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Friends of Sligo Creek

Newsletter      November 2019


Stream wide semi-compressed
Ellen X. Silverberg photo
Learn About Mussel Restoration in the Anacostia Nov. 7

Jorge Bogantes Montero adding mussels to the Anacostia River (AWS photo)

Find out how mussels are being planted by the thousands in the Anacostia River to help filter the water and provide food for aquatic birds when habitat restoration specialist Jorge Bogantes Montero of the Anacostia Watershed Society speaks on Thursday, November 7.  

His presentation takes place at 7:30 pm at the Silver Spring Civic Building on Ellsworth Drive. Parking is free after 6:30 pm in the county garage across the street. Come at 7:00 pm to socialize with others who care about the ecological health of the Anacostia watershed, which includes Sligo Creek.

Jorge will introduce us to fresh-water mussels with an overview of the eight species currently found in the Anacostia, their ecological interactions with other wildlife, and ongoing efforts to restore their former abundance here.

Mussels are  the most imperiled group of animals in North America with 70 percent of native species considered vulnerable, imperiled, endangered, or extinct. Of the approximately 300  surviving species in  the U.S., most are found in the Deep South and Southeast. Maryland is home to 16 species, Virginia 82 species, North Carolina 60, and Alabama 180 (some species occur in more than one state).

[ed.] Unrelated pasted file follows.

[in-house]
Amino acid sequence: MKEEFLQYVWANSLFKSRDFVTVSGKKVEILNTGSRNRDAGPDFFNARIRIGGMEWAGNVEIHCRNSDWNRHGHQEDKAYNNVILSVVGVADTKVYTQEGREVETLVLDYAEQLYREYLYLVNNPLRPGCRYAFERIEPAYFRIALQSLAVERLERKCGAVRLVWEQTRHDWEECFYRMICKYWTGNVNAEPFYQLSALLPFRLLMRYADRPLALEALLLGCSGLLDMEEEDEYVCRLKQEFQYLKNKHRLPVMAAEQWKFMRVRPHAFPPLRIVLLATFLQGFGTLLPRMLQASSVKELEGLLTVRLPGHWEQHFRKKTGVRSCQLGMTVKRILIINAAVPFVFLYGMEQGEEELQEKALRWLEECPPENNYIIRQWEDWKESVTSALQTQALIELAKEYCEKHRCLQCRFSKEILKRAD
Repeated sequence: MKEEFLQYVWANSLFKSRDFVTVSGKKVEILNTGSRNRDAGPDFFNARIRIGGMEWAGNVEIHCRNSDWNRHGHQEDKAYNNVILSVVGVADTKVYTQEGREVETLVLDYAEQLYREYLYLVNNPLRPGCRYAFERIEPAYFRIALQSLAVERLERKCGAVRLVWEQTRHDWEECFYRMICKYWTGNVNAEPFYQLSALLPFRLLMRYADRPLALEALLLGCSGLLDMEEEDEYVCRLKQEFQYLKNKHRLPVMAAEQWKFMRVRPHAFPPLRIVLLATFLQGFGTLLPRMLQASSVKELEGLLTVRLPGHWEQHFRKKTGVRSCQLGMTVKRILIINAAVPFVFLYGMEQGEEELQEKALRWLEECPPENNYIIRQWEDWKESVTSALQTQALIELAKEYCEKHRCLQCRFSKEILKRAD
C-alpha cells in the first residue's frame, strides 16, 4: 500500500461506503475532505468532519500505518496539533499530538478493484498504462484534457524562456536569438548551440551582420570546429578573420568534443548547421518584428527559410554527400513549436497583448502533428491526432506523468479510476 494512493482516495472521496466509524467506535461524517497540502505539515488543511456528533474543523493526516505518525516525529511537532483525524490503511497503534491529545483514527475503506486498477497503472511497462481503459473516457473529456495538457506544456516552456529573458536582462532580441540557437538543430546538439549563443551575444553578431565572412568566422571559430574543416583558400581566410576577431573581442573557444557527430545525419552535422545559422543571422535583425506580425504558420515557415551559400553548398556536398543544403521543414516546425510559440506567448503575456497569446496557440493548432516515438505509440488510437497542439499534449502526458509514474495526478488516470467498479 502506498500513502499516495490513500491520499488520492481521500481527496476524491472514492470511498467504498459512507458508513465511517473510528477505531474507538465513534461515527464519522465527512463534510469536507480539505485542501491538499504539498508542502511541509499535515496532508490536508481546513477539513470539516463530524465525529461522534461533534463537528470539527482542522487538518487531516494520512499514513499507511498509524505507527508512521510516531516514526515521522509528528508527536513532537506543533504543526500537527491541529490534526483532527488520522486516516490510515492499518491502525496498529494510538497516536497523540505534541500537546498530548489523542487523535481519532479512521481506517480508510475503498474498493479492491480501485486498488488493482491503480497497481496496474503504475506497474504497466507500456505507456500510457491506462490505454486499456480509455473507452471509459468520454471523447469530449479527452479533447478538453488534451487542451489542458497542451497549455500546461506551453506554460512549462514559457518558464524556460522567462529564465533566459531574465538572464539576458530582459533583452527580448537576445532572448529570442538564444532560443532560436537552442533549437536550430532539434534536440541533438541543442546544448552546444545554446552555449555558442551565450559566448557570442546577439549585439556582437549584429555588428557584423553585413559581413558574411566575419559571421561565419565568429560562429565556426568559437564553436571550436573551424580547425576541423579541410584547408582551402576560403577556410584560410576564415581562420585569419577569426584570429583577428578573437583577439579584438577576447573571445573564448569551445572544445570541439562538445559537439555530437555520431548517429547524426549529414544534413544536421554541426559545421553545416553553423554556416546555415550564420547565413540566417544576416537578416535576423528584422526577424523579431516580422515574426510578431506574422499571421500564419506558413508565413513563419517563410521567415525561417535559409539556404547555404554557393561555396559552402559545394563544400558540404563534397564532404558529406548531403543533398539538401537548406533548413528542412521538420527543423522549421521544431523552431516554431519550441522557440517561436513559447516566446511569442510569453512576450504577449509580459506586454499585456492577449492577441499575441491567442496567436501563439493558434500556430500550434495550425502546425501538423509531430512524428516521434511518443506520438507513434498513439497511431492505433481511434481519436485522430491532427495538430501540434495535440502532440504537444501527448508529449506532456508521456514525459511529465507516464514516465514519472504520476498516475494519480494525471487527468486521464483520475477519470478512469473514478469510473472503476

The tidal portion of the Anacostia contains an abundance of microscopic nutrients for mussels to feed upon, including plankton, leaf detritus, and bacteria. In a good sign for the restoration project, 97 percent of 5,850 mussels survived at least their first three months in the river. 

See this story in the Washington Post from October 24 about the AWS efforts to restore mussels in the Anacostia.  For more information about the talk, email

Multi-colored mussels ready to be added to the Anacostia River (AWS photo)

Rachel Carson Lived Here

A window display about environmentalist pioneer Rachel Carson and her years living in the Sligo watershed is on view at Historic Takoma. You can visit the display through Thanksgiving Day at 7328 Carroll Avenue, near the intersection with Rt. 410 and the Takoma Park Coop. 

The map, photos, and text are the product of research and design by Laura Mol, who also created our web resource on the same topic, which you can explore here (or by searching "Rachel Carson" on our website home page). Laura was a founding board member of FOSC and continues on the natural history committee.

Rachel Carson lived in the Sligo Creek watershed from 1937 to 1949 (Highland Drive, Flower Avenue, Maple Avenue, and finally Sutherland Road) before moving into the watershed of the Northwest Branch mainstem. 

(Wilpers photo)

Sligo Creek Reaches Barcelona
Visitors to a prestigious art gallery in Spain have enjoyed creative views of Sligo Creek this fall, thanks to the award-winning photography of Sligo resident Julius Kasovic. 

His photos of dramatic reflections in the creek's waters have been exhibited in galleries from Vermont to California (as well as the Takoma Park Civic Center). His recent display at the FotoNostrum Gallery in Barcelona was his first exhibit in Europe. His work was on display there for the month of October.